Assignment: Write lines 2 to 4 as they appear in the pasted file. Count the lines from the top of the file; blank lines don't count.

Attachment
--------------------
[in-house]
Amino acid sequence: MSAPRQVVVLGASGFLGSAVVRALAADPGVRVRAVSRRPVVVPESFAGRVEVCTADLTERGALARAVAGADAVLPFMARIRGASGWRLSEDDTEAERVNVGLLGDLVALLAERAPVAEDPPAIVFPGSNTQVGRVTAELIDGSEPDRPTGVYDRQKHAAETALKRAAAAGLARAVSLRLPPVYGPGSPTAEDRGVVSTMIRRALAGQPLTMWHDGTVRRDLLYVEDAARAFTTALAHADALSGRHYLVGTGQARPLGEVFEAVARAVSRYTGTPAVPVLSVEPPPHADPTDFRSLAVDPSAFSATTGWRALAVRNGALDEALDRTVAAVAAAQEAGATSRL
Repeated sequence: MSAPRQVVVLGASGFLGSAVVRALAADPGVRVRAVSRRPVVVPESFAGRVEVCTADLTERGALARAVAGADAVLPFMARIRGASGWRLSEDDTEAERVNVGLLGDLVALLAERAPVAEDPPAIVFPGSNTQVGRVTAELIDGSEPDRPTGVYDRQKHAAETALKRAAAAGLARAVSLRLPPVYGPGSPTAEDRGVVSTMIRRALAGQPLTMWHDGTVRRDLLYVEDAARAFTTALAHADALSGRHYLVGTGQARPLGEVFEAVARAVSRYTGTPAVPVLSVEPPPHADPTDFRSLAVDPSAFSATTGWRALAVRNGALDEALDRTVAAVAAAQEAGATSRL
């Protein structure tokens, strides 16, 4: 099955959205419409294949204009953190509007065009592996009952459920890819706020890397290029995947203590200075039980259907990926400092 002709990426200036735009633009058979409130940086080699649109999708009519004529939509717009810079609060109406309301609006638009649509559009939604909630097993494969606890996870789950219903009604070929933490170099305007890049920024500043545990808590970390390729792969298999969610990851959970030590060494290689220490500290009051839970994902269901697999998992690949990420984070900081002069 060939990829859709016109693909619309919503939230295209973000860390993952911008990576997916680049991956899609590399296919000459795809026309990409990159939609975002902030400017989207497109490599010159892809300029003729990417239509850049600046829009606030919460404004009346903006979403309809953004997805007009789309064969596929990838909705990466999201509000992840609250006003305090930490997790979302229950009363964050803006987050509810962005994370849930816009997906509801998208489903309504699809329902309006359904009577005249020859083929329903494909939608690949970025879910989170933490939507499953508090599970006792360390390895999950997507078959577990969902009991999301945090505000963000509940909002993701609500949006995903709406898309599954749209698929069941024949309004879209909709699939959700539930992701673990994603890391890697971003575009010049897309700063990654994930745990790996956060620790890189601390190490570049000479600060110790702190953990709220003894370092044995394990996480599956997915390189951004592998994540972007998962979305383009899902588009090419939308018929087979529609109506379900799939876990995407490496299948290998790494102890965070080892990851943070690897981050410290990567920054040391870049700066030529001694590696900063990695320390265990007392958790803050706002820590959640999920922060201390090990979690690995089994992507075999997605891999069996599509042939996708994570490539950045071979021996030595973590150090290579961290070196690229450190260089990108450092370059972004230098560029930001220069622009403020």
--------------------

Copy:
Amino acid sequence: MSAPRQVVVLGASGFLGSAVVRALAADPGVRVRAVSRRPVVVPESFAGRVEVCTADLTERGALARAVAGADAVLPFMARIRGASGWRLSEDDTEAERVNVGLLGDLVALLAERAPVAEDPPAIVFPGSNTQVGRVTAELIDGSEPDRPTGVYDRQKHAAETALKRAAAAGLARAVSLRLPPVYGPGSPTAEDRGVVSTMIRRALAGQPLTMWHDGTVRRDLLYVEDAARAFTTALAHADALSGRHYLVGTGQARPLGEVFEAVARAVSRYTGTPAVPVLSVEPPPHADPTDFRSLAVDPSAFSATTGWRALAVRNGALDEALDRTVAAVAAAQEAGATSRL
Repeated sequence: MSAPRQVVVLGASGFLGSAVVRALAADPGVRVRAVSRRPVVVPESFAGRVEVCTADLTERGALARAVAGADAVLPFMARIRGASGWRLSEDDTEAERVNVGLLGDLVALLAERAPVAEDPPAIVFPGSNTQVGRVTAELIDGSEPDRPTGVYDRQKHAAETALKRAAAAGLARAVSLRLPPVYGPGSPTAEDRGVVSTMIRRALAGQPLTMWHDGTVRRDLLYVEDAARAFTTALAHADALSGRHYLVGTGQARPLGEVFEAVARAVSRYTGTPAVPVLSVEPPPHADPTDFRSLAVDPSAFSATTGWRALAVRNGALDEALDRTVAAVAAAQEAGATSRL
């Protein structure tokens, strides 16, 4: 099955959205419409294949204009953190509007065009592996009952459920890819706020890397290029995947203590200075039980259907990926400092 002709990426200036735009633009058979409130940086080699649109999708009519004529939509717009810079609060109406309301609006638009649509559009939604909630097993494969606890996870789950219903009604070929933490170099305007890049920024500043545990808590970390390729792969298999969610990851959970030590060494290689220490500290009051839970994902269901697999998992690949990420984070900081002069 060939990829859709016109693909619309919503939230295209973000860390993952911008990576997916680049991956899609590399296919000459795809026309990409990159939609975002902030400017989207497109490599010159892809300029003729990417239509850049600046829009606030919460404004009346903006979403309809953004997805007009789309064969596929990838909705990466999201509000992840609250006003305090930490997790979302229950009363964050803006987050509810962005994370849930816009997906509801998208489903309504699809329902309006359904009577005249020859083929329903494909939608690949970025879910989170933490939507499953508090599970006792360390390895999950997507078959577990969902009991999301945090505000963000509940909002993701609500949006995903709406898309599954749209698929069941024949309004879209909709699939959700539930992701673990994603890391890697971003575009010049897309700063990654994930745990790996956060620790890189601390190490570049000479600060110790702190953990709220003894370092044995394990996480599956997915390189951004592998994540972007998962979305383009899902588009090419939308018929087979529609109506379900799939876990995407490496299948290998790494102890965070080892990851943070690897981050410290990567920054040391870049700066030529001694590696900063990695320390265990007392958790803050706002820590959640999920922060201390090990979690690995089994992507075999997605891999069996599509042939996708994570490539950045071979021996030595973590150090290579961290070196690229450190260089990108450092370059972004230098560029930001220069622009403020």